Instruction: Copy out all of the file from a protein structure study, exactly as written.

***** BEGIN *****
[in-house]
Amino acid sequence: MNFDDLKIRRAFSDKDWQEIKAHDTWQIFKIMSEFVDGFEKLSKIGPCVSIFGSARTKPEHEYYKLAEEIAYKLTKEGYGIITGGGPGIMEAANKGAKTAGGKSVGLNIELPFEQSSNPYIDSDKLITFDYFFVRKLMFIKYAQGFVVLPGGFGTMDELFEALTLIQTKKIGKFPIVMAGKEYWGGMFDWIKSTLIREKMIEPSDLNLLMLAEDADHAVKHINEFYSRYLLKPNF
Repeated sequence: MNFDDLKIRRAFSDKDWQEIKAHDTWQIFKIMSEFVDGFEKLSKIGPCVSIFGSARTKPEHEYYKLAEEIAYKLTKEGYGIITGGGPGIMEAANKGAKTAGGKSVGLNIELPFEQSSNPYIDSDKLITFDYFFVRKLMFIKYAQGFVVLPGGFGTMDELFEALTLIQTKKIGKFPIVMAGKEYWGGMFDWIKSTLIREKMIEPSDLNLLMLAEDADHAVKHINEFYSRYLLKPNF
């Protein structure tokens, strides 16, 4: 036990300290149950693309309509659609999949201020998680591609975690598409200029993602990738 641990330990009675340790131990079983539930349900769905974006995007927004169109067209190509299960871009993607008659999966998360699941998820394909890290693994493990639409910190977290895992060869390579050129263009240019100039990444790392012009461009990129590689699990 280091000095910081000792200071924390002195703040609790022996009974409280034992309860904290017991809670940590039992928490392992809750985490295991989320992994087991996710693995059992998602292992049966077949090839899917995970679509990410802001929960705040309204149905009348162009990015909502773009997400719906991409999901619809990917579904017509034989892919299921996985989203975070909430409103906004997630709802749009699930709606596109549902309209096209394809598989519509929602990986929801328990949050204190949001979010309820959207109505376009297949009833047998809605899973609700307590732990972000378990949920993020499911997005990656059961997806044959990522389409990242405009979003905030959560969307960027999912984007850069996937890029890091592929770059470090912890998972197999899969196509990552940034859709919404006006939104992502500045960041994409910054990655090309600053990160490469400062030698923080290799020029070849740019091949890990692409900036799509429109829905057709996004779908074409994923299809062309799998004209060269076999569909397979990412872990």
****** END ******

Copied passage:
[in-house]
Amino acid sequence: MNFDDLKIRRAFSDKDWQEIKAHDTWQIFKIMSEFVDGFEKLSKIGPCVSIFGSARTKPEHEYYKLAEEIAYKLTKEGYGIITGGGPGIMEAANKGAKTAGGKSVGLNIELPFEQSSNPYIDSDKLITFDYFFVRKLMFIKYAQGFVVLPGGFGTMDELFEALTLIQTKKIGKFPIVMAGKEYWGGMFDWIKSTLIREKMIEPSDLNLLMLAEDADHAVKHINEFYSRYLLKPNF
Repeated sequence: MNFDDLKIRRAFSDKDWQEIKAHDTWQIFKIMSEFVDGFEKLSKIGPCVSIFGSARTKPEHEYYKLAEEIAYKLTKEGYGIITGGGPGIMEAANKGAKTAGGKSVGLNIELPFEQSSNPYIDSDKLITFDYFFVRKLMFIKYAQGFVVLPGGFGTMDELFEALTLIQTKKIGKFPIVMAGKEYWGGMFDWIKSTLIREKMIEPSDLNLLMLAEDADHAVKHINEFYSRYLLKPNF
């Protein structure tokens, strides 16, 4: 036990300290149950693309309509659609999949201020998680591609975690598409200029993602990738 641990330990009675340790131990079983539930349900769905974006995007927004169109067209190509299960871009993607008659999966998360699941998820394909890290693994493990639409910190977290895992060869390579050129263009240019100039990444790392012009461009990129590689699990 280091000095910081000792200071924390002195703040609790022996009974409280034992309860904290017991809670940590039992928490392992809750985490295991989320992994087991996710693995059992998602292992049966077949090839899917995970679509990410802001929960705040309204149905009348162009990015909502773009997400719906991409999901619809990917579904017509034989892919299921996985989203975070909430409103906004997630709802749009699930709606596109549902309209096209394809598989519509929602990986929801328990949050204190949001979010309820959207109505376009297949009833047998809605899973609700307590732990972000378990949920993020499911997005990656059961997806044959990522389409990242405009979003905030959560969307960027999912984007850069996937890029890091592929770059470090912890998972197999899969196509990552940034859709919404006006939104992502500045960041994409910054990655090309600053990160490469400062030698923080290799020029070849740019091949890990692409900036799509429109829905057709996004779908074409994923299809062309799998004209060269076999569909397979990412872990």